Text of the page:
6. I was admonished via email to pay more attention to independent bookstores and link to Indiebound.org. I'm not as obsessed with indie bookstores vs. chain bookstores as some other book-lovers are for two reasons: I'm allergic to cats, and Barnes and Noble/Borders restrooms can sometimes really come in handy. Still, I'm down with the cause.
7. This just sucks: the Times Square Virgin Records mega-store (which also had good restrooms, and a basement bookstore!) is closing down. Shea Stadium, now this.
8. Katharine Weber at Readerville: Dear J. D. Salinger.
9. Nigeness contemplates The Wine-Dark Sea.
10. John Updike, cartoonist fanboy.
11. Roald Dahl's Writing Hut.
12. Daniel Scott Buck's The Kissing Bug gets some 3:AM praise.
13. Barnes and Noble review gets visual with Ward Sutton.
14. Dan Green's literary blog The Reading Experience has launched the blog equivalent of a Greatest Hits album, TRE Prime.
15. I'm looking forward to Summertime, apparently the next J. M. Coetzee novel. When Coetzee writes about summertime, you can just bet the living will not be easy.
16. The Shirley Jackson Awards committee is holding a lottery. Though they picked the wrong month -- remember: "lottery in June, corn be heavy soon".
17. Via Q-Tip The Abstract, of all people, this Mars Volta performance on David Letterman is something special.
1. The Washington Post's Sunday literary supplement Book World is indeed being discontinued. I'll have something to say about this in my weekend write-up of the New York Times Book Review, aka "Last One Standing".
2. Dostoevskaya Station (not in St. Petersburg but in Moscow).
3. Can you read with music? When I was a kid, I always read with music on. Now I prefer not to.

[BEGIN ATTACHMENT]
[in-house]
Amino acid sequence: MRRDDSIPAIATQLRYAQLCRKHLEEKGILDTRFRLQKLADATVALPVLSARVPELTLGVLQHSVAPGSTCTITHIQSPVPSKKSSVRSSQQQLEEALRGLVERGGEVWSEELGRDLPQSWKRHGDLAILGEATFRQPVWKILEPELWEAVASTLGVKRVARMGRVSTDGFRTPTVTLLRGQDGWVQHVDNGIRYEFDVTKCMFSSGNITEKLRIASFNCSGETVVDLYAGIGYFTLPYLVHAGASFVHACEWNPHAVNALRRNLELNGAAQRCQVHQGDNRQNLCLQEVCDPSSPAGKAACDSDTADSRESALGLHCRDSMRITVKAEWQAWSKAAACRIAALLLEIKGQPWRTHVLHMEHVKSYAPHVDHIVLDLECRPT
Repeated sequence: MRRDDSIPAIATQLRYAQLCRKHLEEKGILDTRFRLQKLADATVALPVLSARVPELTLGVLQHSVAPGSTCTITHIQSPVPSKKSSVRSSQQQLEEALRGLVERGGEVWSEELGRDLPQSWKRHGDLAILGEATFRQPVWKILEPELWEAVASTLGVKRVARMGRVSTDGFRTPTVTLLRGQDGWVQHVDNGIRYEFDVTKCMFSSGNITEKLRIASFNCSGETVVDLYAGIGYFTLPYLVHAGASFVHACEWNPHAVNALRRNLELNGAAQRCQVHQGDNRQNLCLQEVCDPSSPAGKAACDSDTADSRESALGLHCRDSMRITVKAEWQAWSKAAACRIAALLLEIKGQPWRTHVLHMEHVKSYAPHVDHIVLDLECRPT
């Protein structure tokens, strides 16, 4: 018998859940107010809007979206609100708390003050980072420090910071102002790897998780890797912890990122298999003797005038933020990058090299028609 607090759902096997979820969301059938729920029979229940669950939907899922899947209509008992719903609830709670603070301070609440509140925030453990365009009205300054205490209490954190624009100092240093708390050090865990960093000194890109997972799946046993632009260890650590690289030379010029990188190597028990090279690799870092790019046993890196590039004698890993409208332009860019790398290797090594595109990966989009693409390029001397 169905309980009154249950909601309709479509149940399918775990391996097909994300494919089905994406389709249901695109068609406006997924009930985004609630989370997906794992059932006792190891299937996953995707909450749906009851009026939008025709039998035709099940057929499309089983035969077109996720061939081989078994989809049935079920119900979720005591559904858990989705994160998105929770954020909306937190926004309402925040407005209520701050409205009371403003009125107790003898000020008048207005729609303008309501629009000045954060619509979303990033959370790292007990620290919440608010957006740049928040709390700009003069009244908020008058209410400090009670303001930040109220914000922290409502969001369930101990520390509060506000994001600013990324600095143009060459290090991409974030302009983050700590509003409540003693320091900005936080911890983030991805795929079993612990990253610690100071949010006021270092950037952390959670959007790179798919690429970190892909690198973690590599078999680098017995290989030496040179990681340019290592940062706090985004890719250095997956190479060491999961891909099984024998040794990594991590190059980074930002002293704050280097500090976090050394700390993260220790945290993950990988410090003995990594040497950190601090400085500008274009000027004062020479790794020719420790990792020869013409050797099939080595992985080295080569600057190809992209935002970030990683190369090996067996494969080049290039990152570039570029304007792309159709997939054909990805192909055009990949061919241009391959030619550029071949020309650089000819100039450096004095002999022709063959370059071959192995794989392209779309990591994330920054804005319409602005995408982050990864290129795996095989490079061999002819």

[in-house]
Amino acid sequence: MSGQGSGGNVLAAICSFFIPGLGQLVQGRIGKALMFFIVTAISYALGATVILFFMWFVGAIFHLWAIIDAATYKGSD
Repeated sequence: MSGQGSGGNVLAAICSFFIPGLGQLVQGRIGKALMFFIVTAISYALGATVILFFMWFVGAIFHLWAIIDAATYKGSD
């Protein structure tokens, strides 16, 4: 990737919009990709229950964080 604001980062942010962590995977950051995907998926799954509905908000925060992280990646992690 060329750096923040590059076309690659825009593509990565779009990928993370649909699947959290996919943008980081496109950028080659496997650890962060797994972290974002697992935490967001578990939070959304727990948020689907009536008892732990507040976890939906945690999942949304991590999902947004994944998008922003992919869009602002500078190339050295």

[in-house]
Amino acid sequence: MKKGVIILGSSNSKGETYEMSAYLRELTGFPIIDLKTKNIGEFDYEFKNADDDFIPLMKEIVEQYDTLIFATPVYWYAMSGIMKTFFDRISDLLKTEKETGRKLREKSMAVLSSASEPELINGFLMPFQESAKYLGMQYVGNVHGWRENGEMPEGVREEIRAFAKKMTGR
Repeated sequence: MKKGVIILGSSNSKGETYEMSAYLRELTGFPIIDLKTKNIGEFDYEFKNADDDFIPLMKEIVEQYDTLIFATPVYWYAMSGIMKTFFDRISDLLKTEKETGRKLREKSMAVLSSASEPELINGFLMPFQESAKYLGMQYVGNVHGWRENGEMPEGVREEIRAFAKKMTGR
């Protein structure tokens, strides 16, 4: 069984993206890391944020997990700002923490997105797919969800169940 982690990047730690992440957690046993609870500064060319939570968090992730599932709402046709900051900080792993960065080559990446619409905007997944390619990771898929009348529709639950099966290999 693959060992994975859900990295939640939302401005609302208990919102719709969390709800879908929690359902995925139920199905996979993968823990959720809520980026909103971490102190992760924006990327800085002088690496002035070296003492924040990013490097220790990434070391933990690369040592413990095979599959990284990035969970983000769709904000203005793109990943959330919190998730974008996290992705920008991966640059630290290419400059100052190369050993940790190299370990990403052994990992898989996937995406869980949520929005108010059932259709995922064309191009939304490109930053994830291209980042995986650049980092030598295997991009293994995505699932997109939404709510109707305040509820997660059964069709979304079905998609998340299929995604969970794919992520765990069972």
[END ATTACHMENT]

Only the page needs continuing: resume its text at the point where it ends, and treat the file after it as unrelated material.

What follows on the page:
4. A surprisingly good map of heavy metal band names.
5. Grace Paley: the Film
6. Stanley Kubrick wanted to make a Holocaust film.
7. Archie Andrews of Riverdale. You know who I'm talking about.
8. Mad Magazine is going quarterly. Hmm.
9. I'm going to be participating in a Israel/Gaza peace/aid event at McNally Jackson bookstore in New York City on Saturday, February 7. More on this soon ...
10. John "Jim" Krasinski's David Foster Wallace Brief Interviews with Hideous Men film debuted at Sundance! Very cool.
11. Richard Brautigan's great short novel In Watermelon Sugar is now a dance.
12. Does literary fiction suffer from dysfunctional pricing?
13. The mysterious etymology of Oh Snap.
14. The last is definitely not the least: Kurt Vonnegut Motivational Posters.
It took about two seconds for me to fall for De Eenzame Snelweg, a paperback chronicle of an American journey by two young Dutch Kerouac aficionados, writer Auke Hulst and artist Raoul Deleo. The book Hulst sent me has not been translated into English (the title apparently means The Lonely Highway), but it's enough to scan and enjoy the sensitive and funny continuous cartoon strip that runs across the entire text, following a journey from New York City to San Francisco by way of Nebraska and Denver and the other usual Keroauc stops from On The Road (though, unfortunately, Hulst and Deleo don't make it to New Orleans, an essential corner in On The Road). These tourists have fun with their Kerouac -- a "Bear Crossing" road sign inspires an artistic examination of God as Pooh Bear, and I bet Jack himself would have loved the jazzy drawing of the Lombard Street Shuffle ("the world's crookedest dance") in San Francisco, where they also visit the Beat Museum. The book smoothly captures and transmits the excitement Hulst and Deleo feel as they travel in Kerouac's path. And, as the photo of the artist's rig above shows, the artwork is a scroll.
I first read Jack Kerouac's Wake Up when it was serialized in the Buddhist magazine Tricycle over ten years ago. This is an earnest, almost artless biography of Siddhartha Guatama, the sheltered prince who left his comfortable palace and became the Buddha 2500 years ago. Buddhism clearly brought out Kerouac's most reverent instincts, as the prose appears to have been carefully written and bears few marks of his signature "spontaneous" style. It's clear that Jack Kerouac felt a strong personal connection to the story of the once-spoiled wandering prince who struggled so hard to understand the meaning of desire in human existence. Wake Up, unpublished during Kerouac's life, has finally been released in book form, and seems to be more valuable than many other recent releases of unpublished Kerouac work. The book may surprise or enlighten readers who are not familiar with the spiritual aspect of Kerouac's literary mission.